A Divisive Anthem

Indiana is a happening state this month as we near the end of March Madness. I grew up just a few minutes from Butler University, and you might remember that Young Master Pulliam is a proud alumn. It's a thrilling time to be a Hoosier.

On a smaller scale a few hours north of Indy, a Mennonite liberal arts college is handling its own sports-related news. Back in February, we looked at stories that covered Goshen College's decision to play the National Anthem at sporting events. The New York Times has picked up the news and covered the anthem's first appearance.

The story is a pretty basic, straight-forward account, and the reporter does a nice job of quoting Mennonites and non-Mennonites, as the school accepts both. I especially appreciate the detail at the top of the story of how the Prayer of St. Francis of Assisi was said immediately followed the anthem. However, the story lacks a few contextual details, like whether the college is officially connected to a Mennonite denomination and how its resistance to anthems originated.

Let's also consider the following paragraphs, which contain vague terms applied in political contexts that make no sense in this case.

The plain-living Mennonites are Christians who descended from the same 16th-century Anabaptist group as the Amish, although they are typically more worldly, having evolved over the centuries into conservative and more progressive communities.

Goshen College, with about 1,000 students, would fall into the increasingly liberal category, much to the chagrin of students like Mr. Miller.

Plain-living, worldly, conservative, progressive, liberal mean what in this context? This is a classic example of when a reporter uses political terms without making any connections to doctrine.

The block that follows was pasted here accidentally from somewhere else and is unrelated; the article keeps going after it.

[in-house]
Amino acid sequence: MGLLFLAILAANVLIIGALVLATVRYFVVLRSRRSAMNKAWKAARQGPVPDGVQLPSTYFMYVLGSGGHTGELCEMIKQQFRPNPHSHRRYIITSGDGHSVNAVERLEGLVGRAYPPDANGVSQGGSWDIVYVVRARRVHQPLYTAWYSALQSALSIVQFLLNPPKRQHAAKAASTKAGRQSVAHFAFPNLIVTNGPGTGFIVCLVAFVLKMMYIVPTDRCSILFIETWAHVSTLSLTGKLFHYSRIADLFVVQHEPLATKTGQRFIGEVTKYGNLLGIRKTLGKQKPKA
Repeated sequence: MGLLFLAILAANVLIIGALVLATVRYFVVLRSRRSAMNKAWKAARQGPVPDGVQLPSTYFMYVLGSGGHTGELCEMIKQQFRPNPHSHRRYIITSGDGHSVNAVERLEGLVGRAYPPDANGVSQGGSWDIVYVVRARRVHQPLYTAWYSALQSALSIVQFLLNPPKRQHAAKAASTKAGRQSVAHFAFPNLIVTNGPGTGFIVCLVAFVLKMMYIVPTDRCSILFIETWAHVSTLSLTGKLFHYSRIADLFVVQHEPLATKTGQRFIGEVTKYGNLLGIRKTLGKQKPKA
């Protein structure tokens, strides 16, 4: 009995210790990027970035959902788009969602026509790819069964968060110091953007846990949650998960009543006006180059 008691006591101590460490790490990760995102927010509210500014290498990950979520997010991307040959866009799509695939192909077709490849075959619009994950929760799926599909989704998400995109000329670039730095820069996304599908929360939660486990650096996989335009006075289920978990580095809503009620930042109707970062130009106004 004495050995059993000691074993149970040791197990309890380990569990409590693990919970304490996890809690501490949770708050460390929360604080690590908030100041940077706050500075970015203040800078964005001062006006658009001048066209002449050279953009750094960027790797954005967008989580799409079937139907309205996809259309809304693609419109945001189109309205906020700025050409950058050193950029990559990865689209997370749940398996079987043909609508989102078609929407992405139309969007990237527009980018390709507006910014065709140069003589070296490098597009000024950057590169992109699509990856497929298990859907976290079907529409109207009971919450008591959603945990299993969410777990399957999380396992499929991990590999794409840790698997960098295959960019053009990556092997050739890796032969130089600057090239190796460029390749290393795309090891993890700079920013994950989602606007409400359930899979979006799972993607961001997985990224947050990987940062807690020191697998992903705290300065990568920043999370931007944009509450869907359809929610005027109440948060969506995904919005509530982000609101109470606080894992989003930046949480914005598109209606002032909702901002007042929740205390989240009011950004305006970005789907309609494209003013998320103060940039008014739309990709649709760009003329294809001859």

The reporter also explains different events leading up to the change, but her examples seem vague.

Goshen's board of directors and college administrators had debated the merits of this change in policy for years. There was precedent: Mennonite colleges in Kansas, Ohio and other states played an instrumental version of the anthem. The Goshen News called the decision "a gesture worth embracing."

Still, some wondered if the move, to be reviewed in a year, was not prompted more by pressure from outside groups and critics, particularly a conservative talk-radio host who singled Goshen out for ridicule three years ago, prompting a flurry of angry calls and e-mail messages to the college. There was also the issue of a declining Mennonite student population and the need to recruit beyond members of the peace church.

Why not explain who this "conservative talk-radio host" is and when the comments were made (Mike Gallagher, 2008)? That wouldn't take up any more space in the story. Also, when did these colleges in Kansas, Ohio and other states start playing the anthem? In the last few years or over several years?

The larger problem with the story is that it lacks historical context. The reporter acknowledges that the school is known for its pacifist Mennonite traditions, but it doesn't explain those traditions or why they exist. Do the larger Mennonite denominations offer guidance on anthems?

Near Goshen's back yard, an Indianapolis Star story gives a few more basic details.

The college is owned by Mennonite Church USA, an overseeing body that has not taken an official position on the playing of the national anthem. Division over the issue is apparent: Two other Mennonite colleges--Eastern Mennonite University (Virginia) and Heston College (Kansas)--still refuse to play the anthem while two others--Bluffton College (Ohio) and Bethel College (Kansas) do.

...College officials admit that the continued refusal to play the national anthem may have become a barrier to some students. College enrollment peaked at more than 1,200 students in the 1970s and 1980s but "we've been on about a 30-year decline," said Jodi Beyeler, a spokeswoman.

Still, both stories could look more at the theology in the Mennonite tradition to see why its uncomfortable with the National Anthem in the first place. Exploring the roots of the school's history would go a long way in explaining the tension between love of country and love of God. Just because a story is newsworthy, it doesn't mean history is obsolete.

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